Italy is one of those iconic destinations we all dream of exploring: wine tasting in Tuscany, devouring homemade pasta in Bologna, exploring the piazzas of Florence — the list of must-sees, dos, and tastes goes on and on. Of course, when you can’t be there in person, reading books set in Italy is the next best thing.
So here’s my gift to you: An armchair traveler’s guide to experiencing this beautiful and culturally rich country through books. You’ll find classics like A Farewell to Arms, contemporary favorites like One Italian Summer (my personal favorite), and moving memoirs like From Scratch.
All of these books take place in Italy, so rest assured they’re each atmospheric and idyllic in their own way.
If you haven’t been swept away by Ferrante’s Neapolitan Novels yet, the time is now. An international sensation, My Brilliant Friend is the first in the series, and it became the first foreign-language show produced by HBO.
There are few (if any) better books in recent years about the delicate and precious complexities present in female friendships, and it all plays out near Naples.
Ferrante’s entire catalog is a treasure trove of novels set in Italy. Check out The Lying Life of Adults next.
Close your eyes and picture yourself on the Italian coast. As you peer out at the expanse of sapphire-bright sea, you may well imagine that you are but a young innkeeper, seeing an American actress approaching in a small boat.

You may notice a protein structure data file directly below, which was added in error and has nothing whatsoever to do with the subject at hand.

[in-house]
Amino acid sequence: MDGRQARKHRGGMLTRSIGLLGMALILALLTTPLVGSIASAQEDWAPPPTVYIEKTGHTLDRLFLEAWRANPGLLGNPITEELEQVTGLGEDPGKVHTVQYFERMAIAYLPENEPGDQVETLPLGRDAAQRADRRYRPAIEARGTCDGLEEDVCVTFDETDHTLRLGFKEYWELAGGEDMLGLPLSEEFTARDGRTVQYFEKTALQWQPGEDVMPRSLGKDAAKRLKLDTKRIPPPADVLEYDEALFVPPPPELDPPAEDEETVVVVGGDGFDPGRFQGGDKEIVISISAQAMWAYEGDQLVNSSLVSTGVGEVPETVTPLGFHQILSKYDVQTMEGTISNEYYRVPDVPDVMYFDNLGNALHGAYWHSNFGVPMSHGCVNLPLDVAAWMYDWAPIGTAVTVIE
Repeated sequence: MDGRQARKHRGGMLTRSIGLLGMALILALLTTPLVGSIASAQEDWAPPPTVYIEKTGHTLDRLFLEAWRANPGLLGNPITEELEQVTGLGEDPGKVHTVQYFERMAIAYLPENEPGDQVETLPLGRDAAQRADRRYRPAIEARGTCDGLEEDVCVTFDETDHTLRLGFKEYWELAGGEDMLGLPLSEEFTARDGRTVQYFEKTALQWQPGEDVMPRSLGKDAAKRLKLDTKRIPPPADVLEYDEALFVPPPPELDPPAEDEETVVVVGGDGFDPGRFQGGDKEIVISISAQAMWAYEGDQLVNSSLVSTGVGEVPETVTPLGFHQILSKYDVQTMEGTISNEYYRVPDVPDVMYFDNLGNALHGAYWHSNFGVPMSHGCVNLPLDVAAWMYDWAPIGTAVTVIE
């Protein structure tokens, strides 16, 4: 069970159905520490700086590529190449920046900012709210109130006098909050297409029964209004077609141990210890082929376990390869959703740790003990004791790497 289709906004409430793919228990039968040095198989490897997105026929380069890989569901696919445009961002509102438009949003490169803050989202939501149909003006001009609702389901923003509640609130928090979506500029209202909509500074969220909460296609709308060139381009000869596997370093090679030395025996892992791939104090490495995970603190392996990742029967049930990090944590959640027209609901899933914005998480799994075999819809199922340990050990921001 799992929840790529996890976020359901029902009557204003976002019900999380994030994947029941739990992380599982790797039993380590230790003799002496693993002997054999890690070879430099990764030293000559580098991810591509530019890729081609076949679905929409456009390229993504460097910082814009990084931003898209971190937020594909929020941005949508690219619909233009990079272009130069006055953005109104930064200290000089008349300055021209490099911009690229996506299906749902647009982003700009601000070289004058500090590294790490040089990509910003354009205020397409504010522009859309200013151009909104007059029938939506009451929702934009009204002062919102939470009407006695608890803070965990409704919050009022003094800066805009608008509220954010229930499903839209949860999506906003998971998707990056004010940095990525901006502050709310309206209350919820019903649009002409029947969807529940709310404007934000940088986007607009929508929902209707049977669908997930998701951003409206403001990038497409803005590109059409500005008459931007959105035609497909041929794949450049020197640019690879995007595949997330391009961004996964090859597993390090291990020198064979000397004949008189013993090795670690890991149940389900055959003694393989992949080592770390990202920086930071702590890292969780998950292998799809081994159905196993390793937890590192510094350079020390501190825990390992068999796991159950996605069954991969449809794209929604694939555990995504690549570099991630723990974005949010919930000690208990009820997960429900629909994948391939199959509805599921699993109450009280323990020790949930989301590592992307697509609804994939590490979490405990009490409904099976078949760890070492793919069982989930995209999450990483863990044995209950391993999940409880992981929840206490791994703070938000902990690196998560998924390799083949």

And thus goes Beautiful Ruins, a tale that skilfully alternates between 1960s Italy and present-day Los Angeles. This is a book for the romantics among us who love the old Hollywood classics and historical fiction set in Italy.
When Katy Silver takes a solo trip to Positano, Italy, while grieving the death of her mother, she inexplicably encounters her mother’s 30-year-old self (as well as a handsome hero, of course).
With its dreamy setting and message about deep love, Serle’s (In Five Years) time-bending, heartfelt story will appeal to every armchair traveler’s insatiable wanderlust.
When Locke, a Black American actress, fell in love with a Sicilian chef named Saro, his family didn’t approve. Years later, after Saro’s untimely death from cancer, Locke and her daughter spent several summers in Sicily reconnecting with his family, largely through the healing power of food.
This moving (and mouth-watering) memoir of love worth fighting for, heartbreak, and rebuilding inspired a Netflix Original series starring Zoe Saldana.
Read this delightful, sunshine-filled story following four women who respond to an ad for a month-long spring holiday in an Italian castle. Although each woman is different as can be, both in temperament and background, they share a need to get away and leave their respective problems behind.
The natural beauty of the Italian countryside offers a reprieve from the dreariness of Hampstead and a chance for self-exploration and connection.